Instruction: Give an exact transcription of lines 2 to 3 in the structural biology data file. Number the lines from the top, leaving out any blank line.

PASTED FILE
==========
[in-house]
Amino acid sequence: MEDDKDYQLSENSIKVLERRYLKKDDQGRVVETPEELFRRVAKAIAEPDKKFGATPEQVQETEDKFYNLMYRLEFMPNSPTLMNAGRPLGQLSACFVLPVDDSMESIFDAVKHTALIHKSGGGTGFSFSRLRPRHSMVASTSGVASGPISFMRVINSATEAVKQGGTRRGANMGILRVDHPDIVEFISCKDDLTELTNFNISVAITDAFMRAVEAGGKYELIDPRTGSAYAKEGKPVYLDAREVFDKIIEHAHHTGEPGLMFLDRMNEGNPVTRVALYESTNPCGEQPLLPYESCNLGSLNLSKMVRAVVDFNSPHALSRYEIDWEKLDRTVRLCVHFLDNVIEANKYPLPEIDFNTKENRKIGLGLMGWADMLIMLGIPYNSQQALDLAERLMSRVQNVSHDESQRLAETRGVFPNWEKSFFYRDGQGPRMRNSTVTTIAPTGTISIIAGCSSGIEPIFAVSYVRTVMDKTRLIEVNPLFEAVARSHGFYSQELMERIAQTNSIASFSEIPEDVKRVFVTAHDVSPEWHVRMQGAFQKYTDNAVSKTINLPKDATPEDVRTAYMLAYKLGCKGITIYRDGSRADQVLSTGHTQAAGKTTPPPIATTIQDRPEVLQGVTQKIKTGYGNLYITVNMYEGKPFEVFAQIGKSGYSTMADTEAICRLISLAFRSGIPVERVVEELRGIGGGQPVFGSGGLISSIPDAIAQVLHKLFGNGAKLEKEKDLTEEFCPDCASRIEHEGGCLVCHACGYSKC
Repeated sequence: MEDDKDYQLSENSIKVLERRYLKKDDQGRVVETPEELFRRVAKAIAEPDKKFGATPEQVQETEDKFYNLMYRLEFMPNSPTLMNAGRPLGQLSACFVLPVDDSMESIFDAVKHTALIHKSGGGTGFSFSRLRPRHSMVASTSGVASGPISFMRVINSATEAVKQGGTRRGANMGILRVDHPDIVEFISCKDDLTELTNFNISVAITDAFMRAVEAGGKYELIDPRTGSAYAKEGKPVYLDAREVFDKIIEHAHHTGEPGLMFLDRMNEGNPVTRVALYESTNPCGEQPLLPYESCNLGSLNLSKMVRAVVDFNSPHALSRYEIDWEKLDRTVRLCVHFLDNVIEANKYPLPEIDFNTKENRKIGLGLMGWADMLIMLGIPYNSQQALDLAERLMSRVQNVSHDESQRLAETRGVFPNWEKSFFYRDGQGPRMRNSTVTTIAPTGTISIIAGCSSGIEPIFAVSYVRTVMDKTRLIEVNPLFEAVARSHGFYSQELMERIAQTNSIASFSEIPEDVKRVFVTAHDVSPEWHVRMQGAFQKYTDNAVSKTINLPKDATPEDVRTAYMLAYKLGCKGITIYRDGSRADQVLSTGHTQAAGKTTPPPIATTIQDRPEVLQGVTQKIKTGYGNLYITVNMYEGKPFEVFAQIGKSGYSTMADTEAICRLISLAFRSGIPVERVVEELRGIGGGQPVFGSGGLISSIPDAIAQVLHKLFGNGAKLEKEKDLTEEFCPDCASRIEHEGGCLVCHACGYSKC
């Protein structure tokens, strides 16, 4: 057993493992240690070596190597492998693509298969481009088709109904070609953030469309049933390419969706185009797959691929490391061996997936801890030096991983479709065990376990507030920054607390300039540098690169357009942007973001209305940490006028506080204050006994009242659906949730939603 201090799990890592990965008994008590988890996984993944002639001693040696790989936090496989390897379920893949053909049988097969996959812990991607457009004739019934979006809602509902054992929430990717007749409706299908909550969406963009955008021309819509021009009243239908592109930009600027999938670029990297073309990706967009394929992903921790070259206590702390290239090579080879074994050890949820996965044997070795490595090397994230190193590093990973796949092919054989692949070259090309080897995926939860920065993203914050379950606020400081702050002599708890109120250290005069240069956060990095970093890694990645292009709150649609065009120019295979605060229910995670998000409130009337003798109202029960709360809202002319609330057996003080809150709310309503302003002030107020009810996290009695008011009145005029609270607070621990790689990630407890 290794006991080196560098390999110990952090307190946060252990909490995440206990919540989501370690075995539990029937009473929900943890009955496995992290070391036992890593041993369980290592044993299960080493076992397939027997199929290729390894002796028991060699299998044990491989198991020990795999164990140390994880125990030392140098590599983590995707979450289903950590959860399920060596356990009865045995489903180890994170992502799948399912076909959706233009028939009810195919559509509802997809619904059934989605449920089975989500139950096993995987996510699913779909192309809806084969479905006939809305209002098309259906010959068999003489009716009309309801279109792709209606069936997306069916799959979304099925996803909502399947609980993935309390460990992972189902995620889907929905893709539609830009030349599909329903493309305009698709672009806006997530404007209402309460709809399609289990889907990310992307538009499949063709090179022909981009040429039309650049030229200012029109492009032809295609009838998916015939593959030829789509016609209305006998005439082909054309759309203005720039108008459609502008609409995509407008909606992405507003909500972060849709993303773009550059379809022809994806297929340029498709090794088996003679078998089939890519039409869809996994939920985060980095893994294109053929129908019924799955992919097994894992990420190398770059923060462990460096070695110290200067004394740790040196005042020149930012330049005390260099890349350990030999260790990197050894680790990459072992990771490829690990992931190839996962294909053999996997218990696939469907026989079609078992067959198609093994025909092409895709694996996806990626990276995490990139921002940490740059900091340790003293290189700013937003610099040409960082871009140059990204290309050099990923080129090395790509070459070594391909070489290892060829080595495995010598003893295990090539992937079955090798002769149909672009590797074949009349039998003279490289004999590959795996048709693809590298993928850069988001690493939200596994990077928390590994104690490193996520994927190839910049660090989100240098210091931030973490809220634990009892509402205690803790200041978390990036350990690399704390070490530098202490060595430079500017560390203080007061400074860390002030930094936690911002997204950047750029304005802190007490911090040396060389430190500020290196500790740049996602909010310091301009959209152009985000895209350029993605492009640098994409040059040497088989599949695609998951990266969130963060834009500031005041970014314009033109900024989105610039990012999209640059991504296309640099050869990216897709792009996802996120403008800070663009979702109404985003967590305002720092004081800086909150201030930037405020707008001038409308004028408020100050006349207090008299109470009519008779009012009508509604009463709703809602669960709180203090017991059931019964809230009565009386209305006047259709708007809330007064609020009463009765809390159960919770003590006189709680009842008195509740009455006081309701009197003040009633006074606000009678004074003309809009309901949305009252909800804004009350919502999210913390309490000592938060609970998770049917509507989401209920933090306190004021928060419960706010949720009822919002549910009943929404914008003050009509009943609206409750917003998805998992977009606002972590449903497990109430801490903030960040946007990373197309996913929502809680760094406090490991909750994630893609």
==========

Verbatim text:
Amino acid sequence: MEDDKDYQLSENSIKVLERRYLKKDDQGRVVETPEELFRRVAKAIAEPDKKFGATPEQVQETEDKFYNLMYRLEFMPNSPTLMNAGRPLGQLSACFVLPVDDSMESIFDAVKHTALIHKSGGGTGFSFSRLRPRHSMVASTSGVASGPISFMRVINSATEAVKQGGTRRGANMGILRVDHPDIVEFISCKDDLTELTNFNISVAITDAFMRAVEAGGKYELIDPRTGSAYAKEGKPVYLDAREVFDKIIEHAHHTGEPGLMFLDRMNEGNPVTRVALYESTNPCGEQPLLPYESCNLGSLNLSKMVRAVVDFNSPHALSRYEIDWEKLDRTVRLCVHFLDNVIEANKYPLPEIDFNTKENRKIGLGLMGWADMLIMLGIPYNSQQALDLAERLMSRVQNVSHDESQRLAETRGVFPNWEKSFFYRDGQGPRMRNSTVTTIAPTGTISIIAGCSSGIEPIFAVSYVRTVMDKTRLIEVNPLFEAVARSHGFYSQELMERIAQTNSIASFSEIPEDVKRVFVTAHDVSPEWHVRMQGAFQKYTDNAVSKTINLPKDATPEDVRTAYMLAYKLGCKGITIYRDGSRADQVLSTGHTQAAGKTTPPPIATTIQDRPEVLQGVTQKIKTGYGNLYITVNMYEGKPFEVFAQIGKSGYSTMADTEAICRLISLAFRSGIPVERVVEELRGIGGGQPVFGSGGLISSIPDAIAQVLHKLFGNGAKLEKEKDLTEEFCPDCASRIEHEGGCLVCHACGYSKC
Repeated sequence: MEDDKDYQLSENSIKVLERRYLKKDDQGRVVETPEELFRRVAKAIAEPDKKFGATPEQVQETEDKFYNLMYRLEFMPNSPTLMNAGRPLGQLSACFVLPVDDSMESIFDAVKHTALIHKSGGGTGFSFSRLRPRHSMVASTSGVASGPISFMRVINSATEAVKQGGTRRGANMGILRVDHPDIVEFISCKDDLTELTNFNISVAITDAFMRAVEAGGKYELIDPRTGSAYAKEGKPVYLDAREVFDKIIEHAHHTGEPGLMFLDRMNEGNPVTRVALYESTNPCGEQPLLPYESCNLGSLNLSKMVRAVVDFNSPHALSRYEIDWEKLDRTVRLCVHFLDNVIEANKYPLPEIDFNTKENRKIGLGLMGWADMLIMLGIPYNSQQALDLAERLMSRVQNVSHDESQRLAETRGVFPNWEKSFFYRDGQGPRMRNSTVTTIAPTGTISIIAGCSSGIEPIFAVSYVRTVMDKTRLIEVNPLFEAVARSHGFYSQELMERIAQTNSIASFSEIPEDVKRVFVTAHDVSPEWHVRMQGAFQKYTDNAVSKTINLPKDATPEDVRTAYMLAYKLGCKGITIYRDGSRADQVLSTGHTQAAGKTTPPPIATTIQDRPEVLQGVTQKIKTGYGNLYITVNMYEGKPFEVFAQIGKSGYSTMADTEAICRLISLAFRSGIPVERVVEELRGIGGGQPVFGSGGLISSIPDAIAQVLHKLFGNGAKLEKEKDLTEEFCPDCASRIEHEGGCLVCHACGYSKC